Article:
If the subject in the sentence is he/she/it (a person or a thing) we add an ‘s’ to the verb.

She plays tennis.

To make a question we use the helping verb does but the main verb does not have an ‘s’. We only need one ‘s’ in the question.

Does she play tennis?

Most verbs use do as a helping verb in the simple present, but there are some special verbs with different rules.

Questions without a helping verb

The verb to be doesn’t have a helping verb. To make a question, just swap the verb and the subject:

I am happy.
Are you happy?

He is here.
Is he here?

They are finished.
Are they finished.

Modal verbs

Modal verbs include can, must, should, etc. They are used with other main verbs in the sentence. They are like helping verbs. If there is a modal verb, there is no extra verb helping verb in the question. We just swap the modal verb and the subject.

I can speak Spanish.
Can you speak Spanish?

They should be here.
Should they be here?

We will see the film.
Will we see the film?

With W question words

If we use a W question word (when, where, why, what, etc.), this comes at the beginning of the question. After that comes the helping verb do.

When do you start work?
Where do you live?
Why do you like the film?
What do you think about the new project?


Extra practice
It can feel strange to use "do" to make questions, but it's 
important to practise this form. Make a short list of verbs 
from your course. For each verb, say and then write a 
question with "do" as a helping verb. 

What questions do you often ask at work or at school?

Present simple or present continuous?

English is famous for having lots of tenses to choose from. The first tenses to learn are the present tenses, talking about now. In English, we have different ways of thinking about what ‘now’ means. In this post, I’ve explained some of the main differences between the present simple and present continuous and when to use these tenses.

Form

Let’s take a look at the form of these tenses first.

The present simple is constructed like this:

I work. – I don’t work. – Do you work?

She works. – She doesn’t work. – Does she work?

When we form negative sentences and questions, we use the helping verb do. When we talk about he/she/it, we add an ‘s’ to the main verb (or helping verb in negative sentences and questions).

The present continuous is constructed like this:

I am working. – I am not working. – Are you working?

She is working. – She is not working. – Is she working?

In these sentences, we always need the helping verb be and the ing form of the main verb.

Facts

When we talk about facts and things that are always true, we use the present simple. For example:

Water boils at 100 degrees.

The town is 20 miles from the coast.

He has dark hair.

Routine

When we talk about routines and repeated actions, we use the present simple. There are some signal words that show this, including often, usually, sometimes, rarely, never, every day, once a year, etc. If we answer the question “How often….?” we use also the present simple.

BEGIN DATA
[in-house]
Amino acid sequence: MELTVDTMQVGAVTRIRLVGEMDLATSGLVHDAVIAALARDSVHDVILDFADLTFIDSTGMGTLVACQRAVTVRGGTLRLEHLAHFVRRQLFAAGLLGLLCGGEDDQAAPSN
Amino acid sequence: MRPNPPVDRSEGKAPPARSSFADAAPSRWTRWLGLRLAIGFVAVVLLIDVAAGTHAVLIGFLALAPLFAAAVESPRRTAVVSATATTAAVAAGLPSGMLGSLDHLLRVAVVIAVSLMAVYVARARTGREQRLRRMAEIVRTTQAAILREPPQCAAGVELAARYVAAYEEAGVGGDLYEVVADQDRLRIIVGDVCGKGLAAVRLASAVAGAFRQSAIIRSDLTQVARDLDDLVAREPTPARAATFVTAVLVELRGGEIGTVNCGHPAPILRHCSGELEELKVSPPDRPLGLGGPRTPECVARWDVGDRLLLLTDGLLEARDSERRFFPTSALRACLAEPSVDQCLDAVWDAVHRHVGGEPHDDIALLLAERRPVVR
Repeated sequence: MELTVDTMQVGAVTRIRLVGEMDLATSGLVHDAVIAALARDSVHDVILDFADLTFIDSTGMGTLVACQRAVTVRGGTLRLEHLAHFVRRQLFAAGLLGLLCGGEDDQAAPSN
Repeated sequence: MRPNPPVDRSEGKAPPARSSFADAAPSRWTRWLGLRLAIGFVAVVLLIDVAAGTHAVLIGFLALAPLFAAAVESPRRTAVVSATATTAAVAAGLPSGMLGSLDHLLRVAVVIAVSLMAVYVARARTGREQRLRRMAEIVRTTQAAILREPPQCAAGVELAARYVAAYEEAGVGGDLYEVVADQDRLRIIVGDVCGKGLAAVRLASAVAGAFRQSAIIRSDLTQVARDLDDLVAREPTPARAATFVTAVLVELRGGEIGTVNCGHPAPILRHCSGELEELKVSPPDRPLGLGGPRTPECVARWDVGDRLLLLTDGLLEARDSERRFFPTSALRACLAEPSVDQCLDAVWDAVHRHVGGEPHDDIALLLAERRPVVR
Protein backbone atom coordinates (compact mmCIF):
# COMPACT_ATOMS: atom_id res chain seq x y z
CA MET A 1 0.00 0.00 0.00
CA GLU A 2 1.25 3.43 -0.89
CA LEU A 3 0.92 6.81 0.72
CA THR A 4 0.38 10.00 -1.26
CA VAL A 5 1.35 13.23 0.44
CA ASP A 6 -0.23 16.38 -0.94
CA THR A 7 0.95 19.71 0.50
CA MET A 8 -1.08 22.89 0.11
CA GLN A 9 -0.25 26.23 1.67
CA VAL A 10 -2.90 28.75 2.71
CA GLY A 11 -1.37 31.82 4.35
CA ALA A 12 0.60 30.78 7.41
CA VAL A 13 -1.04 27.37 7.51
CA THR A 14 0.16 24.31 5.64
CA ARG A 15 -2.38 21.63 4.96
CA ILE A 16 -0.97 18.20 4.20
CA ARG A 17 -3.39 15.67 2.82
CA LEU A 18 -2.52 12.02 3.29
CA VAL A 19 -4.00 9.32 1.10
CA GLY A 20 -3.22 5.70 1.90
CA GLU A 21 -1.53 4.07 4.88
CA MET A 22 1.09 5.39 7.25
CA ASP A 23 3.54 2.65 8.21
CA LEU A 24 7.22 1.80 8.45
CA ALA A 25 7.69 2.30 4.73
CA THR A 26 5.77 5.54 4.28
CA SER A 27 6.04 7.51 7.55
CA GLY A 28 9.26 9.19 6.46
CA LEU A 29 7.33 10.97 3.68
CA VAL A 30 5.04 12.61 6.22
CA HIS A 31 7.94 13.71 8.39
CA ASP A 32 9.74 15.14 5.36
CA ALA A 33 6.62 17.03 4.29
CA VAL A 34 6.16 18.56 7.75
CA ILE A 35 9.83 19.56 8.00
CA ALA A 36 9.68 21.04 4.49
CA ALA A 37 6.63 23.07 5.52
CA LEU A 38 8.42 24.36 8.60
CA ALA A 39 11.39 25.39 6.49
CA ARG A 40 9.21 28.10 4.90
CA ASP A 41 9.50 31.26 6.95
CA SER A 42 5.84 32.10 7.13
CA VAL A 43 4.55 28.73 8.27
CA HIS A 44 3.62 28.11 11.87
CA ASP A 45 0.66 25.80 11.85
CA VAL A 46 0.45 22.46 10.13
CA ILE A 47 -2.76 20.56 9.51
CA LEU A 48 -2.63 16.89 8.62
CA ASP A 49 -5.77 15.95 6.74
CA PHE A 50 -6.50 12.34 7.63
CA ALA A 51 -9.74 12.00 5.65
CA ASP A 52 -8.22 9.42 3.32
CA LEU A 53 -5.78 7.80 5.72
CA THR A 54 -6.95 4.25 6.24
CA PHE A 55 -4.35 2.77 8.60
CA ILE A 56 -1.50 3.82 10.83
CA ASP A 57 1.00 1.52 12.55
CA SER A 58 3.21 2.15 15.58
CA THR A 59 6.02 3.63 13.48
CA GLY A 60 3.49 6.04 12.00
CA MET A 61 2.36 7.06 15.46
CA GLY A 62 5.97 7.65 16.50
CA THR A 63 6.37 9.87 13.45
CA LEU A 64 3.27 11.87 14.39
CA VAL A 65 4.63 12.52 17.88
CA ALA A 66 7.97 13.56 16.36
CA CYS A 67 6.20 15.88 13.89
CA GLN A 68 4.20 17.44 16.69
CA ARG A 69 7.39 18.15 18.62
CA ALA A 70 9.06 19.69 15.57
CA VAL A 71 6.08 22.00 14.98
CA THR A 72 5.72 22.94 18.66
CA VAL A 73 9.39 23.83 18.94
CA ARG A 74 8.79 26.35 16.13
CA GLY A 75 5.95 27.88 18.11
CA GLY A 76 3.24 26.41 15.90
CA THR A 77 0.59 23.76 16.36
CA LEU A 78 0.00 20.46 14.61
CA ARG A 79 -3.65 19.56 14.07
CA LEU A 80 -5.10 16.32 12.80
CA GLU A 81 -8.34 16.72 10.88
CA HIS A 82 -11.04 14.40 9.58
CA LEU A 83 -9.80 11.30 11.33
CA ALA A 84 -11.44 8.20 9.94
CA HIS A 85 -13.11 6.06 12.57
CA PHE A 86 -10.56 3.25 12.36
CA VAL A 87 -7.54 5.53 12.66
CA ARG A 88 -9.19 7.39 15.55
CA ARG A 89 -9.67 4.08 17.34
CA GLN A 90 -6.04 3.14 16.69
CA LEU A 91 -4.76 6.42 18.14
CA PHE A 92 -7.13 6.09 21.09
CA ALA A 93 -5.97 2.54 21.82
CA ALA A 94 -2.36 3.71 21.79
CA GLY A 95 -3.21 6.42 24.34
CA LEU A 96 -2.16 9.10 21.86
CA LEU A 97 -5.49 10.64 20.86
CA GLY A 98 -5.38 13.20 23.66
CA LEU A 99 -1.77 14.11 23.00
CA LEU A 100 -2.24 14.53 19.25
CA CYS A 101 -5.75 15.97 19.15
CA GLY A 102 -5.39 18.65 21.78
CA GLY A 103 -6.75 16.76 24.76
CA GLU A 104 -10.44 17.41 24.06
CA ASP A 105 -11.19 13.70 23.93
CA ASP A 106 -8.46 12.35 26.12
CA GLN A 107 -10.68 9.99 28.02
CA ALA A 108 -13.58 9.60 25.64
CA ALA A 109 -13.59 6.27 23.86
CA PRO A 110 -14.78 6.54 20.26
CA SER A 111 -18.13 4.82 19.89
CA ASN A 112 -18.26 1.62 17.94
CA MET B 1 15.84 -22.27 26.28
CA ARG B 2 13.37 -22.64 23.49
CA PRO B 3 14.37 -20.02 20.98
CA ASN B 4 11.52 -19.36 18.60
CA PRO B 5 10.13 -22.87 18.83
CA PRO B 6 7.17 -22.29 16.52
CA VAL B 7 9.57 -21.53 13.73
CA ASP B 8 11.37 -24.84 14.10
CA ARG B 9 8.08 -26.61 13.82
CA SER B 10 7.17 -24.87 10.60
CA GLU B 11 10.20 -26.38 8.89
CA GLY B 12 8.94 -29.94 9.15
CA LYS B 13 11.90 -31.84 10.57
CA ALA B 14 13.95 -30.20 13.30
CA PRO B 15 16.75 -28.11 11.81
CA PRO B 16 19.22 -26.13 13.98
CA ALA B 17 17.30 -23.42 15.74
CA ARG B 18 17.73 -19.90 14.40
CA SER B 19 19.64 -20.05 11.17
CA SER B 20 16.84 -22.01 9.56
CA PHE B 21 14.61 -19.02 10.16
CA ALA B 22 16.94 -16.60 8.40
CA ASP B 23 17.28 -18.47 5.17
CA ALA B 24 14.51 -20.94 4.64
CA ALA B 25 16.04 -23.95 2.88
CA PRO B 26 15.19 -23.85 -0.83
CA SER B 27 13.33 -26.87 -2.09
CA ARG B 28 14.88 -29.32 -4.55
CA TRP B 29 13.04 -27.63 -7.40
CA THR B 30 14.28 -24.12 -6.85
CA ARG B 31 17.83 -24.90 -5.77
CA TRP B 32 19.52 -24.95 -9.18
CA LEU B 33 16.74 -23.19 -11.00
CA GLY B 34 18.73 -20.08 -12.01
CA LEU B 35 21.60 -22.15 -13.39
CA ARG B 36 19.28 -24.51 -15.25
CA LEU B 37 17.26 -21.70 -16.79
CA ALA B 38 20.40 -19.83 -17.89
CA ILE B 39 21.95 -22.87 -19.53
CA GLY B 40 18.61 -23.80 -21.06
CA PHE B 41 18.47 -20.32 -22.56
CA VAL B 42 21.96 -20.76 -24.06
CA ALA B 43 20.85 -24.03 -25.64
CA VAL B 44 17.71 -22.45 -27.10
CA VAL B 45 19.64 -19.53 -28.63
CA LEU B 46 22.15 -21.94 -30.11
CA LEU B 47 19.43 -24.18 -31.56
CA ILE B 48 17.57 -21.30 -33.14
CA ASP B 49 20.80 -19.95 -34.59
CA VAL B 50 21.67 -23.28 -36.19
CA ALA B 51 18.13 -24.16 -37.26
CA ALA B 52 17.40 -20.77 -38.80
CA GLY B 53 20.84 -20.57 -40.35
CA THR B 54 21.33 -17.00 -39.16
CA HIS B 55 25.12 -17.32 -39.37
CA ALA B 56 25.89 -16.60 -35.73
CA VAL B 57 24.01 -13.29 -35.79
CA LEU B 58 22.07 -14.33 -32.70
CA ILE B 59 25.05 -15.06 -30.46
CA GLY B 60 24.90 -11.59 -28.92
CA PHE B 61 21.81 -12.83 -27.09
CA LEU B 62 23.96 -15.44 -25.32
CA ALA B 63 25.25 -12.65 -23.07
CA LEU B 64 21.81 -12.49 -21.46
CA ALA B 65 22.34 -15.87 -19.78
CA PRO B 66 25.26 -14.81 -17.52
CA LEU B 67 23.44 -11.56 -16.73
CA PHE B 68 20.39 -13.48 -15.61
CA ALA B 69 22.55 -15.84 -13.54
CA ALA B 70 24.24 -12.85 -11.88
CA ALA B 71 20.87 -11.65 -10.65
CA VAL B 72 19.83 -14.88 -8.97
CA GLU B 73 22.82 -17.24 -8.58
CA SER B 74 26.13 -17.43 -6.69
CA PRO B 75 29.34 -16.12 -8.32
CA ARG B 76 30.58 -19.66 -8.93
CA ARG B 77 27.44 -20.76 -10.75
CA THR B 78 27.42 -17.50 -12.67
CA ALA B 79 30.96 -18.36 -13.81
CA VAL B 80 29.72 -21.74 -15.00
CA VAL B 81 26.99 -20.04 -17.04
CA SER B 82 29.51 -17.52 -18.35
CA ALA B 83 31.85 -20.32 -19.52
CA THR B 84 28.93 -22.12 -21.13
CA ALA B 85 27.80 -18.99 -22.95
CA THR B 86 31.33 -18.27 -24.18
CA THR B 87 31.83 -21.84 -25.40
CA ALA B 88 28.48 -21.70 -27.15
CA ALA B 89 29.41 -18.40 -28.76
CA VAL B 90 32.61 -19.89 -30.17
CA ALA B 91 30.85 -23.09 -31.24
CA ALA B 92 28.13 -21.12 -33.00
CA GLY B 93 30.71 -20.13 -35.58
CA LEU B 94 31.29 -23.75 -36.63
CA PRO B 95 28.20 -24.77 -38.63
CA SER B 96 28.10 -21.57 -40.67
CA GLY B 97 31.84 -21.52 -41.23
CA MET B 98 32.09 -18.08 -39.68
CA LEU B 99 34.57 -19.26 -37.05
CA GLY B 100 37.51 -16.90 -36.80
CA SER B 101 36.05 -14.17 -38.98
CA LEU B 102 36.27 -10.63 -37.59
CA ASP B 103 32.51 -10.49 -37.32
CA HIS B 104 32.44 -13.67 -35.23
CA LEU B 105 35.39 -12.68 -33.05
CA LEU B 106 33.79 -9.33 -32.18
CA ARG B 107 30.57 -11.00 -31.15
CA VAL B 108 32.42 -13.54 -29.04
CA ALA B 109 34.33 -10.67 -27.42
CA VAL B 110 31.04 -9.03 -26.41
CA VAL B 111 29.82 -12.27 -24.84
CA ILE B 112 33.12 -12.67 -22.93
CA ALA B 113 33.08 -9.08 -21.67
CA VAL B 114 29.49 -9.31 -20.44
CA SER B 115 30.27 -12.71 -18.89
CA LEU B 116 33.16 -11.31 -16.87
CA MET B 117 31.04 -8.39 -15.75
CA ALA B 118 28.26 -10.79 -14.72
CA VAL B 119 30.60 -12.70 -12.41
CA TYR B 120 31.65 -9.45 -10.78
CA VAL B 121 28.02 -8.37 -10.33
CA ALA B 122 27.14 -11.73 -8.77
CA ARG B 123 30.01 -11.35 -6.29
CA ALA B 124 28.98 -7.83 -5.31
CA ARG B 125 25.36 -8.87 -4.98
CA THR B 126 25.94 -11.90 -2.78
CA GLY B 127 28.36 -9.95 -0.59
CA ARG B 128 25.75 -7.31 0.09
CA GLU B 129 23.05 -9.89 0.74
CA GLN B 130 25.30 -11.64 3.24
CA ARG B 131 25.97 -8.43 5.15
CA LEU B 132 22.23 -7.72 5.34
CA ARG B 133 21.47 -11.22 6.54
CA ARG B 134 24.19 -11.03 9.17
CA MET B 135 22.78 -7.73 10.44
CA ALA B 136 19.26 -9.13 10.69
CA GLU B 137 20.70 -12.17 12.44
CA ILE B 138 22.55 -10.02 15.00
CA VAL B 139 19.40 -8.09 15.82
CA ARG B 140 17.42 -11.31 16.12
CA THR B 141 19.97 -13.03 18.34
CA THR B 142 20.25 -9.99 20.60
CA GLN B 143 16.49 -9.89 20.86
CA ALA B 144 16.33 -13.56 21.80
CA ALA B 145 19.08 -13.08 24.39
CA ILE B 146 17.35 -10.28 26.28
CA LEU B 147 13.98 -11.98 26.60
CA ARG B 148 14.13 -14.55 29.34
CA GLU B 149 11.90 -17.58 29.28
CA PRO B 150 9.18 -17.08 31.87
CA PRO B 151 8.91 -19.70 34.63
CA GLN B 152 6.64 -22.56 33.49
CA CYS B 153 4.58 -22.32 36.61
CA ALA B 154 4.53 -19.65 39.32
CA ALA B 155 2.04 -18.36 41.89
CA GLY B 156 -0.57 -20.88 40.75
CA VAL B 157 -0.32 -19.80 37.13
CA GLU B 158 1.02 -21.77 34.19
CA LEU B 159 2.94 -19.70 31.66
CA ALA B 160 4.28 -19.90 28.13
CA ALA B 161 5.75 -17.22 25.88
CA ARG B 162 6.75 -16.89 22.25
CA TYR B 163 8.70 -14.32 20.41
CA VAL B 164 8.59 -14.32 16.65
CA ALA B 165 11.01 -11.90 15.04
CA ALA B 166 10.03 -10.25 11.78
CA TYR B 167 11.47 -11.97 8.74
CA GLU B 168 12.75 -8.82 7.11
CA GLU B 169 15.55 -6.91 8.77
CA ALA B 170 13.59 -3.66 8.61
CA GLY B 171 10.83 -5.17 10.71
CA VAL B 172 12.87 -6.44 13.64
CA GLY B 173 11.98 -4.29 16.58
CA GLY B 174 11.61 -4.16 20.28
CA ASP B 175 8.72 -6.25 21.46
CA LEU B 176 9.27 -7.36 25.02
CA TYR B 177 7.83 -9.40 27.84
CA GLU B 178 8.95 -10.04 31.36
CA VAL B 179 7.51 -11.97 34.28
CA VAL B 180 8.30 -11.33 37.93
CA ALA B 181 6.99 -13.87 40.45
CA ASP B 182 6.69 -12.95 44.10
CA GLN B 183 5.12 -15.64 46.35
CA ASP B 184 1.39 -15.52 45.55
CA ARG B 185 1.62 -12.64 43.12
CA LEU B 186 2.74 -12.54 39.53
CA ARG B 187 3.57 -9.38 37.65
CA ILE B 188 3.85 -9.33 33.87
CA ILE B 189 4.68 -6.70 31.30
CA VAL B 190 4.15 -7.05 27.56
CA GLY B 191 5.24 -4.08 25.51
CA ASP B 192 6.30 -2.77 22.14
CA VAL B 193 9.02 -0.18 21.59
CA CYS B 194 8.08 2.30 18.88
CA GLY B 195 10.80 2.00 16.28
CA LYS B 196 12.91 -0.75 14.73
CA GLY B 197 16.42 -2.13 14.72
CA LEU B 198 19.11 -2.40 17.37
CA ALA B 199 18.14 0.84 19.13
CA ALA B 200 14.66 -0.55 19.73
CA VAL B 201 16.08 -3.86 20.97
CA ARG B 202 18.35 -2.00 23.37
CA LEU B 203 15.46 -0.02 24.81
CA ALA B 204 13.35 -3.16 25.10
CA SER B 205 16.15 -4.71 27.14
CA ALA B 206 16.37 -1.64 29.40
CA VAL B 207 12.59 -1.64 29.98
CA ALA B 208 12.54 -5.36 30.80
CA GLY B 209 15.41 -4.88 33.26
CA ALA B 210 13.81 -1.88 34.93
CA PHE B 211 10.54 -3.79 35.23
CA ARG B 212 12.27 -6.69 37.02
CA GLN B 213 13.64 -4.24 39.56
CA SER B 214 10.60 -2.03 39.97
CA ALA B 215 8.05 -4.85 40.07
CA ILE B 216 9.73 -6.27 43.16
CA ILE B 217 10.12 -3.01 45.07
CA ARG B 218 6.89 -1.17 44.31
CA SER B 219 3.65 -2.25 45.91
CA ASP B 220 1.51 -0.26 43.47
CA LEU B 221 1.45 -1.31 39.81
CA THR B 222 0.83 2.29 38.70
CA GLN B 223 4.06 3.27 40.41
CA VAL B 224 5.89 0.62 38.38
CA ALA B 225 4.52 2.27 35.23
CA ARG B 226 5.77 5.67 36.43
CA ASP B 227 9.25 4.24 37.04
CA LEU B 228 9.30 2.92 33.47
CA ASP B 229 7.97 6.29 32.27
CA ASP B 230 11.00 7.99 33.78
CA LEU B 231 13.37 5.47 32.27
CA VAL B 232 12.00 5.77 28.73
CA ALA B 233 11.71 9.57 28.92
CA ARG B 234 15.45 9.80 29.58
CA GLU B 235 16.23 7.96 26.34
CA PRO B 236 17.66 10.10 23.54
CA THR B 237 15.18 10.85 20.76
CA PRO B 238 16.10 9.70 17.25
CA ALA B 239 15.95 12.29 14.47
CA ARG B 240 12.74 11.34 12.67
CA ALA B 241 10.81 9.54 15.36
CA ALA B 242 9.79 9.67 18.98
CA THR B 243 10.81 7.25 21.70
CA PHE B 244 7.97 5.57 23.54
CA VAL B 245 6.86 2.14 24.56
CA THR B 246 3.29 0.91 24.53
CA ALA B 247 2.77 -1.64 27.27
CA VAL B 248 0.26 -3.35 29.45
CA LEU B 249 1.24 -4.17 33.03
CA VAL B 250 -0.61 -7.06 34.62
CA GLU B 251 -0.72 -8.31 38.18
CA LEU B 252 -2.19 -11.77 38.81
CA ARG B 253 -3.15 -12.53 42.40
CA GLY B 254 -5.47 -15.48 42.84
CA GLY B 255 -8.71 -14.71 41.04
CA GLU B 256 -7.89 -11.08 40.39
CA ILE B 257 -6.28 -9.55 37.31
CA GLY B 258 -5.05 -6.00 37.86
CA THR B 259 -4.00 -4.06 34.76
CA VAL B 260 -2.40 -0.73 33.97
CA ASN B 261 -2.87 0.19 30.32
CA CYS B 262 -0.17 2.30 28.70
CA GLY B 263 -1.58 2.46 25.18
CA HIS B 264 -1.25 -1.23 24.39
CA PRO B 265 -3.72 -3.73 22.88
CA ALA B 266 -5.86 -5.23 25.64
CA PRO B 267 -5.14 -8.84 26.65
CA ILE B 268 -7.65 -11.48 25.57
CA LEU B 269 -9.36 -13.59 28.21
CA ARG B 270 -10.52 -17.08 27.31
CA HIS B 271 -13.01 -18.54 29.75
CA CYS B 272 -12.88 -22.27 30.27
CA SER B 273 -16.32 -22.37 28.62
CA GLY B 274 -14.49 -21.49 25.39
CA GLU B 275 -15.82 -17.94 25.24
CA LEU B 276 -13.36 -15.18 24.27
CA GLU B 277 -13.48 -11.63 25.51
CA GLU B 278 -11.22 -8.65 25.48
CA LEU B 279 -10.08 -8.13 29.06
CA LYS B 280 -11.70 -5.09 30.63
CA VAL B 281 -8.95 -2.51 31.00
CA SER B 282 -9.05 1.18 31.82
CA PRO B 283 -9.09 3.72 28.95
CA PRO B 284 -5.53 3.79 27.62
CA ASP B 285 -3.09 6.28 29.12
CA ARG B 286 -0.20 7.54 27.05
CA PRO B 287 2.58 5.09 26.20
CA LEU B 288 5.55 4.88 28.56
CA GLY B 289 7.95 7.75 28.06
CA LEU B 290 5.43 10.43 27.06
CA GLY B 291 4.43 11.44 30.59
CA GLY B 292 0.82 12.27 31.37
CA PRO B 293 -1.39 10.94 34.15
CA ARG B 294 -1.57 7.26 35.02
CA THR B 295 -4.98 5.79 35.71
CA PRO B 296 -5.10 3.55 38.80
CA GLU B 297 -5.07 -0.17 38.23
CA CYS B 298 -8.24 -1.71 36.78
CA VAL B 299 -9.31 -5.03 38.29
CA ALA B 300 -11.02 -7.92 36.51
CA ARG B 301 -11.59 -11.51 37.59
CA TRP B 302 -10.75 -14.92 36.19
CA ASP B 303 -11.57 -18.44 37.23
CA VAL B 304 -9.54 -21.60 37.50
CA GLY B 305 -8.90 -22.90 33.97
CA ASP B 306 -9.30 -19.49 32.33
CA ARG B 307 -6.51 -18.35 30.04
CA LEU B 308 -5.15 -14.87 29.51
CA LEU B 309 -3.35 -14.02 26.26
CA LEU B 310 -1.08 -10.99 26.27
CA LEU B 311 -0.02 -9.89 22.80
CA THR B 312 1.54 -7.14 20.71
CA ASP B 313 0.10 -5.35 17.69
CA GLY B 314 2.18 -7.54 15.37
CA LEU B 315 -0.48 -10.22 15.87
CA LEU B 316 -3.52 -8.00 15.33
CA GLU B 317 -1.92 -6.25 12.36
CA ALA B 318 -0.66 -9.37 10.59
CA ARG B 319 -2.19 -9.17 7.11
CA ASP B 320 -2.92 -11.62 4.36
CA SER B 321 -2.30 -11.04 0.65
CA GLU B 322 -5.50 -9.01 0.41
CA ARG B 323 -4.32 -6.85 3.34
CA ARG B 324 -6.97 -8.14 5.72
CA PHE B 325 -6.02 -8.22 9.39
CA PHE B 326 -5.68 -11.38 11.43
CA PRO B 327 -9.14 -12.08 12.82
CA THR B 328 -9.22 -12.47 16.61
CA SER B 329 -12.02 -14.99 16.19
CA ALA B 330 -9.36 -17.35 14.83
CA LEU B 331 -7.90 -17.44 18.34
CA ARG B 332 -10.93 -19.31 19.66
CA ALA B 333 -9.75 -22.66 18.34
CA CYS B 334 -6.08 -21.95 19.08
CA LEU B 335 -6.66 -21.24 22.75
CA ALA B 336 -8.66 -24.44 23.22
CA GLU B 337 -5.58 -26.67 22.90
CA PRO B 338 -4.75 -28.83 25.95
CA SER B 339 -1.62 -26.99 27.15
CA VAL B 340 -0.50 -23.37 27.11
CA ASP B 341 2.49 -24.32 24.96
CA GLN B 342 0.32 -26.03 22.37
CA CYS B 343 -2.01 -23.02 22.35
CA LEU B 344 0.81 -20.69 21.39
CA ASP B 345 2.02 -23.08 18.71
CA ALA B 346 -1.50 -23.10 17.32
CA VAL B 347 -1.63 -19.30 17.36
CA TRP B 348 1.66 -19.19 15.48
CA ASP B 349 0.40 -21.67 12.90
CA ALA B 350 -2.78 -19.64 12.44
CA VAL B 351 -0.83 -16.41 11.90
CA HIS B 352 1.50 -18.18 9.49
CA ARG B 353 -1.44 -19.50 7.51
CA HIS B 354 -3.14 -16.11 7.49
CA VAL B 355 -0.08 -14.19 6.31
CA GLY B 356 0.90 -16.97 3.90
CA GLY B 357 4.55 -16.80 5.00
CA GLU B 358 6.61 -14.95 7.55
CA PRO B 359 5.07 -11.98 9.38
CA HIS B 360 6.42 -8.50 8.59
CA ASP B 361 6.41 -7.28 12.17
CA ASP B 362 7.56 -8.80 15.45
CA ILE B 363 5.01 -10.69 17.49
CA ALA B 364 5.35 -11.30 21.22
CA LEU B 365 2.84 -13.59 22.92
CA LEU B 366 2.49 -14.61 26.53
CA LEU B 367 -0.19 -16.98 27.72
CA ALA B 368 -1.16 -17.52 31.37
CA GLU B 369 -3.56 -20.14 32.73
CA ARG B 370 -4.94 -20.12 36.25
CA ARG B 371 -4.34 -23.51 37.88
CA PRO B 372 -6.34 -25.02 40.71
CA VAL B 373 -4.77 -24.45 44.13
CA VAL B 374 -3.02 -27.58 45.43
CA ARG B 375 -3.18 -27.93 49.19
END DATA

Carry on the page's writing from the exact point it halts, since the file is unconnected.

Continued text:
I leave the house at 7 am every morning.

We go to the cinema once a month.

He usually has meetings on Tuesdays.

The company closes over Christmas every year.

Actions right now

When we talk about actions taking place at this moment, we use the present continuous. Signal words for this include right now, at the moment, at this minute, today, this morning, just, etc. For example:

I’m doing my homework.

Right now I’m finishing the report.

At the moment I’m trying to call the hotline.

Today we’re discussing the budget.

Actions around now

We also use the present continuous for actions around now. This means something might not be happening at this moment, but it is a temporary situation still ongoing. For example:

I’m learning Spanish.

We’re working on the new project.

She’s staying with a friend for a month.

Changes

To describe changes taking place now, we use the present continuous. For example:

Our customers are using our online chat more often.

More people are cycling to work.

Young people are becoming more interested in politics.

Future plans

We can also use the present continuous to describe future plans that are set and have been planned, often with someone else. For example:

I’m going on holiday in June.

We’re visiting our sister at the weekend.

They’re going out for lunch tomorrow.

Summary

As a general rule, it could be helpful to remember that if something only happens once or for a short time, we use the present continuous, and if it happens more than once, we use the present simple.


Extra practice
Make a short list of verbs from your course. For each verb, say
and then write two sentences with that verb, one in the present
simple and one in the present continuous. For example: 'work' -->
'I work from nine to five every day.' / 'I am working on an 
important project at the moment.' 

Do you have any more tips and tricks to remember which tense to use?

Top tips for learning vocabulary

Whether you’re learning English with a teacher, a course book or through self-study, one of the hardest things is learning all the new words and phrases you need. Which words should you learn? How should you record them? How often should you practice? Here are my top tips for vocabulary-learning success.

Find a system

When learning a language we hear and read lots of new words and phrases. Before we can memorise the words, we need a way to record them. There are lots of systems people use to write down their vocabulary. There is no right or wrong system, but here are some examples:

  • a traditional vocabulary book:  a list of English words and either translations in their language (sometimes translations are not possible!) or descriptions